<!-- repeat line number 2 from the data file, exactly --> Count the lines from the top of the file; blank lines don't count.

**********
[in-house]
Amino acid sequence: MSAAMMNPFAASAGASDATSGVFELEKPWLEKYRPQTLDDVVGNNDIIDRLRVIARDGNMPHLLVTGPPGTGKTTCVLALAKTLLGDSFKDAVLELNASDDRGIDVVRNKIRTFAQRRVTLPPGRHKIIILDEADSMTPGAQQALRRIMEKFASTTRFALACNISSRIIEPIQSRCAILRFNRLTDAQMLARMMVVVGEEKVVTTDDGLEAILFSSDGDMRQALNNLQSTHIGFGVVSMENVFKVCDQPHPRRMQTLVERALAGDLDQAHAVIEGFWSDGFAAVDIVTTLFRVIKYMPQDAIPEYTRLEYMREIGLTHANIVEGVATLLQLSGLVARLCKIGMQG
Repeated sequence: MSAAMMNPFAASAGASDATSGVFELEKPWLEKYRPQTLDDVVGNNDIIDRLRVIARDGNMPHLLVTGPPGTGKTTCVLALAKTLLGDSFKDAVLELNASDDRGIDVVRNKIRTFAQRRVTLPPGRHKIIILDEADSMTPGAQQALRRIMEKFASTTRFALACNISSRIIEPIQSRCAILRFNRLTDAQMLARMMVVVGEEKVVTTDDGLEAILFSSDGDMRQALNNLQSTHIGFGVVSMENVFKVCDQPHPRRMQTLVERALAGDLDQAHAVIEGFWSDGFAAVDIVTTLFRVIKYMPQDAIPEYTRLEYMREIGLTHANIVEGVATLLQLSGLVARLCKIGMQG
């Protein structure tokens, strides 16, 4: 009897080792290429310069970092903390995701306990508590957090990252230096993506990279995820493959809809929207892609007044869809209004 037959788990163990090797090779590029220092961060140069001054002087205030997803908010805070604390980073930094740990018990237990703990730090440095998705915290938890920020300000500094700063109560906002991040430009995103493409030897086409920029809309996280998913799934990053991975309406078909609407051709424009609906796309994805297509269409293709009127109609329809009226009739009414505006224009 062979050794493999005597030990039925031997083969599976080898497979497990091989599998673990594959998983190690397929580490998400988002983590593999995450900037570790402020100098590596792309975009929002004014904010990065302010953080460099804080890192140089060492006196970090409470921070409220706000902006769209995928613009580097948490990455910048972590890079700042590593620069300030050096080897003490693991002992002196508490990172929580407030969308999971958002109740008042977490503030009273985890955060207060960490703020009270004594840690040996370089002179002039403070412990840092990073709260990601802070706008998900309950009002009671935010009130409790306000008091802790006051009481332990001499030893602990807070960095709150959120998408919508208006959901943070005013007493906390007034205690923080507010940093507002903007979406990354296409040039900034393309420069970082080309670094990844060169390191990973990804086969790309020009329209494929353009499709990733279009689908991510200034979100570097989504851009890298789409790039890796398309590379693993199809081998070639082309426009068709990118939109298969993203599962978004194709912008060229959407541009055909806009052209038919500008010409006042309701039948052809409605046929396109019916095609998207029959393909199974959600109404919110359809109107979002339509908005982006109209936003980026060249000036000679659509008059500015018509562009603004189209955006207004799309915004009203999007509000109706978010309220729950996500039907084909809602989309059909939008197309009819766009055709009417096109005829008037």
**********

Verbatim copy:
Amino acid sequence: MSAAMMNPFAASAGASDATSGVFELEKPWLEKYRPQTLDDVVGNNDIIDRLRVIARDGNMPHLLVTGPPGTGKTTCVLALAKTLLGDSFKDAVLELNASDDRGIDVVRNKIRTFAQRRVTLPPGRHKIIILDEADSMTPGAQQALRRIMEKFASTTRFALACNISSRIIEPIQSRCAILRFNRLTDAQMLARMMVVVGEEKVVTTDDGLEAILFSSDGDMRQALNNLQSTHIGFGVVSMENVFKVCDQPHPRRMQTLVERALAGDLDQAHAVIEGFWSDGFAAVDIVTTLFRVIKYMPQDAIPEYTRLEYMREIGLTHANIVEGVATLLQLSGLVARLCKIGMQG